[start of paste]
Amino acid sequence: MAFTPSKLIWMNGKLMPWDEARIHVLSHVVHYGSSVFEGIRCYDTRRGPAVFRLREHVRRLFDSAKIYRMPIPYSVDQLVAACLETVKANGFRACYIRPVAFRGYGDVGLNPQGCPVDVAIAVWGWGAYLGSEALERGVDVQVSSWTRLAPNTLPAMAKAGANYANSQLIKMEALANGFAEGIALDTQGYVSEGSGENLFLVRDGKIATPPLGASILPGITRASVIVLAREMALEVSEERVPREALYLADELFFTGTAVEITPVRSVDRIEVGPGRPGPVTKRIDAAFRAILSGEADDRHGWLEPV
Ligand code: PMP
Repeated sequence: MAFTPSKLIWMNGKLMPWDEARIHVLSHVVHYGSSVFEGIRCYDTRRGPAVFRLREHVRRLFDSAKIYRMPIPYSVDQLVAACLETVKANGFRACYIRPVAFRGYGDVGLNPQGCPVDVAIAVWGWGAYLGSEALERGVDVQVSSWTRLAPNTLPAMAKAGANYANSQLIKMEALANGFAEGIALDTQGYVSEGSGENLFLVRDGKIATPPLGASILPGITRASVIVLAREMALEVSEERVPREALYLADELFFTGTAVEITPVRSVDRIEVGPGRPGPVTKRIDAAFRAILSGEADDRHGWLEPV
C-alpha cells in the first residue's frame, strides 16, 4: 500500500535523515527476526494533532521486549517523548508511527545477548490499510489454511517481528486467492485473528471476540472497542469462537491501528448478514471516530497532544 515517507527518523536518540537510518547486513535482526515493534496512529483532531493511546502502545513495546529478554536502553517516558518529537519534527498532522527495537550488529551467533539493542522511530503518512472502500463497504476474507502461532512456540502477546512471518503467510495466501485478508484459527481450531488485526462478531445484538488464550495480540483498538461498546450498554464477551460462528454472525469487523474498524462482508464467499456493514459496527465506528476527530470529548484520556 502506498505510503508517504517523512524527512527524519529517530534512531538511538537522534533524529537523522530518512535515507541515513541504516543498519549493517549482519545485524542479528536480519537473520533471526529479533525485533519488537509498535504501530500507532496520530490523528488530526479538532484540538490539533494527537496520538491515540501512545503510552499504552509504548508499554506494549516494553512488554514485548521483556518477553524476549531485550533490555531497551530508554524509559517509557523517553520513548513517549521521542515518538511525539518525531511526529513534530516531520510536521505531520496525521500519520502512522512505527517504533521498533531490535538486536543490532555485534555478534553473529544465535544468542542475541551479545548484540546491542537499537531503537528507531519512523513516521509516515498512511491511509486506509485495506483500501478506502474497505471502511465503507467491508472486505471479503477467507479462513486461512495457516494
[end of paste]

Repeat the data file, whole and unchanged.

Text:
Amino acid sequence: MAFTPSKLIWMNGKLMPWDEARIHVLSHVVHYGSSVFEGIRCYDTRRGPAVFRLREHVRRLFDSAKIYRMPIPYSVDQLVAACLETVKANGFRACYIRPVAFRGYGDVGLNPQGCPVDVAIAVWGWGAYLGSEALERGVDVQVSSWTRLAPNTLPAMAKAGANYANSQLIKMEALANGFAEGIALDTQGYVSEGSGENLFLVRDGKIATPPLGASILPGITRASVIVLAREMALEVSEERVPREALYLADELFFTGTAVEITPVRSVDRIEVGPGRPGPVTKRIDAAFRAILSGEADDRHGWLEPV
Ligand code: PMP
Repeated sequence: MAFTPSKLIWMNGKLMPWDEARIHVLSHVVHYGSSVFEGIRCYDTRRGPAVFRLREHVRRLFDSAKIYRMPIPYSVDQLVAACLETVKANGFRACYIRPVAFRGYGDVGLNPQGCPVDVAIAVWGWGAYLGSEALERGVDVQVSSWTRLAPNTLPAMAKAGANYANSQLIKMEALANGFAEGIALDTQGYVSEGSGENLFLVRDGKIATPPLGASILPGITRASVIVLAREMALEVSEERVPREALYLADELFFTGTAVEITPVRSVDRIEVGPGRPGPVTKRIDAAFRAILSGEADDRHGWLEPV
C-alpha cells in the first residue's frame, strides 16, 4: 500500500535523515527476526494533532521486549517523548508511527545477548490499510489454511517481528486467492485473528471476540472497542469462537491501528448478514471516530497532544 515517507527518523536518540537510518547486513535482526515493534496512529483532531493511546502502545513495546529478554536502553517516558518529537519534527498532522527495537550488529551467533539493542522511530503518512472502500463497504476474507502461532512456540502477546512471518503467510495466501485478508484459527481450531488485526462478531445484538488464550495480540483498538461498546450498554464477551460462528454472525469487523474498524462482508464467499456493514459496527465506528476527530470529548484520556 502506498505510503508517504517523512524527512527524519529517530534512531538511538537522534533524529537523522530518512535515507541515513541504516543498519549493517549482519545485524542479528536480519537473520533471526529479533525485533519488537509498535504501530500507532496520530490523528488530526479538532484540538490539533494527537496520538491515540501512545503510552499504552509504548508499554506494549516494553512488554514485548521483556518477553524476549531485550533490555531497551530508554524509559517509557523517553520513548513517549521521542515518538511525539518525531511526529513534530516531520510536521505531520496525521500519520502512522512505527517504533521498533531490535538486536543490532555485534555478534553473529544465535544468542542475541551479545548484540546491542537499537531503537528507531519512523513516521509516515498512511491511509486506509485495506483500501478506502474497505471502511465503507467491508472486505471479503477467507479462513486461512495457516494